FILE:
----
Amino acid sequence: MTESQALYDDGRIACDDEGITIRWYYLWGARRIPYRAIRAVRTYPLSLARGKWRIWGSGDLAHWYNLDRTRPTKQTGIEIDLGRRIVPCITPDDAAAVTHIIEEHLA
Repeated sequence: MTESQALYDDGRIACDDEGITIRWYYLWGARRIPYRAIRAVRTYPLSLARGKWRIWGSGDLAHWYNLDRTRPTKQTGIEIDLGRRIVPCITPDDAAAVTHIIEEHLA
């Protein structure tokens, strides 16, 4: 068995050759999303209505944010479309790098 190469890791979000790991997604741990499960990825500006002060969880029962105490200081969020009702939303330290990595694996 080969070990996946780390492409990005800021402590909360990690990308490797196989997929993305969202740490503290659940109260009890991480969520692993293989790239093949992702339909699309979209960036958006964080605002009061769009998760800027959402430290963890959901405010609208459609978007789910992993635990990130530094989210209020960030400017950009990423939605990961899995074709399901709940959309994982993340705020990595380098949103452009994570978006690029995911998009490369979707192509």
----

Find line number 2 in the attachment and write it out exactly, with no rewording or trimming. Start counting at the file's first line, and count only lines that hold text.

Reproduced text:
Repeated sequence: MTESQALYDDGRIACDDEGITIRWYYLWGARRIPYRAIRAVRTYPLSLARGKWRIWGSGDLAHWYNLDRTRPTKQTGIEIDLGRRIVPCITPDDAAAVTHIIEEHLA